Advice columnist

Adapted from a recent online discussion.

Dear Carolyn:

My husband had ADHD diagnosed as an adult; his childhood school reports read like a textbook case.

Our 8-year-old son’s midyear report comments repeatedly on how bright he is, but every paragraph ends with “but he is easily distracted” or “he has trouble following multi-part instructions” or “he struggles getting his wonderful ideas onto paper.” My husband doesn’t think much of our son’s teacher, who has been at the school 35-plus years and has a somewhat formulaic approach.

I read this and thought we should have our son tested for ADHD. My husband read it and said: “Can you believe it? It reads just like my reports. His teacher must not be seeing how great he really is.”

(Nick Galifianakis for The Washington Post)

I think he is in denial; he’s very sensitive about the ADHD and is upset that I once mentioned to the teacher that we have a history of attention issues in the family. He thinks that handed her a formula. I think the formula’s right. How do I approach this with him with sensitivity?

Overcoming denial

He’s so sensitive that you can’t mention it? And he can’t see past his own defenses for the sake of his son?

If you can mention it, then just say to your husband in a calm moment: “I understand why you want me to be the reason Son’s teacher is seeing signs of ADHD. However, ADHD is believed to have a strong hereditary component. Just in case Son would benefit from ADHD treatment and strategies, I’d like to start the process of having him screened.”

If he still resists, ask your pediatrician to recommend someone who does ADHD screenings, and schedule a consultation for just you and your husband.


I think he would be less sensitive if the report had come from a teacher he respected more. I can’t bring it up, or rather, I can, but I have to do it pretty gently. Medication has helped him tremendously, but he is very concerned about the tendency to jump to medication for kids quickly.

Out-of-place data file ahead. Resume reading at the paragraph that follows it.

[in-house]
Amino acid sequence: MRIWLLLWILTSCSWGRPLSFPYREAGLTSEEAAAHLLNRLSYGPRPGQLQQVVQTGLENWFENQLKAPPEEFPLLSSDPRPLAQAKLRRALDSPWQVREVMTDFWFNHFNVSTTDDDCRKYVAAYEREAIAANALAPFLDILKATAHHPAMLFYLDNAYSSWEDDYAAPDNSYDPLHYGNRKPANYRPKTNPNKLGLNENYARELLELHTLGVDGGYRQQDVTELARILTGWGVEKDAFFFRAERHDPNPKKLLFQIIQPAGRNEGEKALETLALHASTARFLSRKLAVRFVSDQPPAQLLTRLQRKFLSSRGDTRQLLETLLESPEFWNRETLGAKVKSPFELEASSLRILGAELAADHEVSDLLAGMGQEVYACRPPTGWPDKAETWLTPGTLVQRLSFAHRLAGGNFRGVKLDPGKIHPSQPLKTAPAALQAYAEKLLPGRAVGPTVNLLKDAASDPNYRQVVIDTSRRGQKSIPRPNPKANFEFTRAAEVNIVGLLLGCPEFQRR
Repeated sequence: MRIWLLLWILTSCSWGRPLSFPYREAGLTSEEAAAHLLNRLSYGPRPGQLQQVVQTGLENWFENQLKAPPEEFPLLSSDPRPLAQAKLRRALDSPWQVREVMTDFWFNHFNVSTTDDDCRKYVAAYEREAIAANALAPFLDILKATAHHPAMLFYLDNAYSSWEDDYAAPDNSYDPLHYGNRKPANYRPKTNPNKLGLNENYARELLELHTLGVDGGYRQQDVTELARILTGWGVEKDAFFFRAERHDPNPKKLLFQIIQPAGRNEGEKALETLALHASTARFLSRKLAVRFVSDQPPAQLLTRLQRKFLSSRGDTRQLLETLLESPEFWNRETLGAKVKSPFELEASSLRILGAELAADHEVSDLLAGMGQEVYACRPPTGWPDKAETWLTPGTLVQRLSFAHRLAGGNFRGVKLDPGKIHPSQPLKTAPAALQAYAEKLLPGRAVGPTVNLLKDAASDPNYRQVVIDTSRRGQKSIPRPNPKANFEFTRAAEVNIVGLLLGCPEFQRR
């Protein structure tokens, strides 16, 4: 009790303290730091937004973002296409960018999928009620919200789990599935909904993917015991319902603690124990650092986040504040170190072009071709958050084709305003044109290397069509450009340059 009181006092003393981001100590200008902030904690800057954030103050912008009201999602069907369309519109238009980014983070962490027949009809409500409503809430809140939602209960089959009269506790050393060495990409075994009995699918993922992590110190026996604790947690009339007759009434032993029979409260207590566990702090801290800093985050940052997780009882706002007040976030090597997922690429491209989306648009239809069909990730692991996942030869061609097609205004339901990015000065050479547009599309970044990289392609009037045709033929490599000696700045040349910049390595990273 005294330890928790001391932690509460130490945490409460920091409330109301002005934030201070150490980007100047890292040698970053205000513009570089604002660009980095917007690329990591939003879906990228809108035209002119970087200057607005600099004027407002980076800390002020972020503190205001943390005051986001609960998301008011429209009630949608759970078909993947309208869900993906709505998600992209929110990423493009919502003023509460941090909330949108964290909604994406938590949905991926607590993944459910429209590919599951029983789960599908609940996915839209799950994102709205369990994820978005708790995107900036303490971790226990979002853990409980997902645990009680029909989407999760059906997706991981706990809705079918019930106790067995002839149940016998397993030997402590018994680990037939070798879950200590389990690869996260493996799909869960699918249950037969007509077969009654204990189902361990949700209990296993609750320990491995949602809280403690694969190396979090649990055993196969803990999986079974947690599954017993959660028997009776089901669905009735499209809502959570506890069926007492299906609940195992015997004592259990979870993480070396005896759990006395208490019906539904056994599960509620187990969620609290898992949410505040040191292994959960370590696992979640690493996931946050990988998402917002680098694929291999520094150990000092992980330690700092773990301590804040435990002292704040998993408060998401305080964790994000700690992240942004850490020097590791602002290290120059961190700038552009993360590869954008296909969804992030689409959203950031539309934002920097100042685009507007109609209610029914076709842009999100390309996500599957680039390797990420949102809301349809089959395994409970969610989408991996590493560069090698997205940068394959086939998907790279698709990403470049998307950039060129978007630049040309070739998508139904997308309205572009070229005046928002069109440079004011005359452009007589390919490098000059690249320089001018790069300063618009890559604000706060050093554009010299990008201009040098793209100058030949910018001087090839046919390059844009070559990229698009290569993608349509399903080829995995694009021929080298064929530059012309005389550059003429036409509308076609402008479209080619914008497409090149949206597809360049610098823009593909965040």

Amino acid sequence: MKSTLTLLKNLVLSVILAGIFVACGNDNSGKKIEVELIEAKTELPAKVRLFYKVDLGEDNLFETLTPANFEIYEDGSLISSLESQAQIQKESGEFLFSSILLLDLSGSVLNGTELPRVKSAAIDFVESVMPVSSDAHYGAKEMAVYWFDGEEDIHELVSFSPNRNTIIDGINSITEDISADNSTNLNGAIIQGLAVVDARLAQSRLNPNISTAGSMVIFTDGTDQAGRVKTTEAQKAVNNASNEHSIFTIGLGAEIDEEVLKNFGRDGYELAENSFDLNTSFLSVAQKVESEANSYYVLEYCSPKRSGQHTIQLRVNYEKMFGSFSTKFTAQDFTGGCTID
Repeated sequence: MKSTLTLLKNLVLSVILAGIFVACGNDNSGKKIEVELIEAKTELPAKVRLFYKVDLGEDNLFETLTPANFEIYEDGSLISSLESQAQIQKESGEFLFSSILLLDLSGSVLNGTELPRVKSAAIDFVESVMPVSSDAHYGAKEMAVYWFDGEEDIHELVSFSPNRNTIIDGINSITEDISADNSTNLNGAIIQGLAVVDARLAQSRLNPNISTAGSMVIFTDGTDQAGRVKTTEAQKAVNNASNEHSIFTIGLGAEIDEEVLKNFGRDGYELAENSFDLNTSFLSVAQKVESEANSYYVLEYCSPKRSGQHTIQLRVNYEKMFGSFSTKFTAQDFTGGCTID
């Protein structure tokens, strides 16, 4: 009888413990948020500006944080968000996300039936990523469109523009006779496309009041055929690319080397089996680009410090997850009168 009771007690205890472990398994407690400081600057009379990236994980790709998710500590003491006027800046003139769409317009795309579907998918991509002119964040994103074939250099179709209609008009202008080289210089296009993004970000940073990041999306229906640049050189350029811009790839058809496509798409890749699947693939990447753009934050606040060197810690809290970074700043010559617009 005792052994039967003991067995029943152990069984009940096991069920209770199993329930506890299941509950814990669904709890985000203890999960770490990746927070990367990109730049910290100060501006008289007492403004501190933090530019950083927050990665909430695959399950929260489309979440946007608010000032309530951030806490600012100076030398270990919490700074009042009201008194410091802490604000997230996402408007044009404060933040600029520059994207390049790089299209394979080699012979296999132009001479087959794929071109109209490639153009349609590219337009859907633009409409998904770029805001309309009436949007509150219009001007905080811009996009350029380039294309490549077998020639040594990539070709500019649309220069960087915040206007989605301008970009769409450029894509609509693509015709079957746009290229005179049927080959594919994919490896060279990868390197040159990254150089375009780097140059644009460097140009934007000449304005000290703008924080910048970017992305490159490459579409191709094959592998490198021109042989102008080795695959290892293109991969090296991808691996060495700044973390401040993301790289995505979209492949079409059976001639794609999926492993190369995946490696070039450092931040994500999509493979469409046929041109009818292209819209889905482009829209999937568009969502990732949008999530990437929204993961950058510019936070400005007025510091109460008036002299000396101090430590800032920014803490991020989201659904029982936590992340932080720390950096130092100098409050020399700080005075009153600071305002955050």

We do have an occupational therapy evaluation coming up and are working with a couple of specialists at the school, too, so I may end up asking one of them to deliver the message. (He also knows this is something I’ve been watching out for practically since our son was born and therefore may be too quick on the trigger.)

(Still) overcoming denial

I’m loath to back anyone who is sensitive to the point of denial, especially a parent, because children’s well-being hinges on parents’ ability to face all topics like adults. However, just because your husband is handling them poorly doesn’t mean his concerns aren’t legitimate.

The numbers of young boys with an ADHD diagnosis should give parents pause, and you should at least consider that you’ve closed your mind to the possibility that your son doesn’t have ADHD.

Please find a level-headed, disinterested specialist — someone who isn’t affiliated with the school and who wouldn’t be handling the treatment — and start the screening process. It relies on teacher input, so state your differing opinions of the teacher. Also advise said specialist that you and your husband bring different biases, and tend to agree only on wanting what’s best for your boy.

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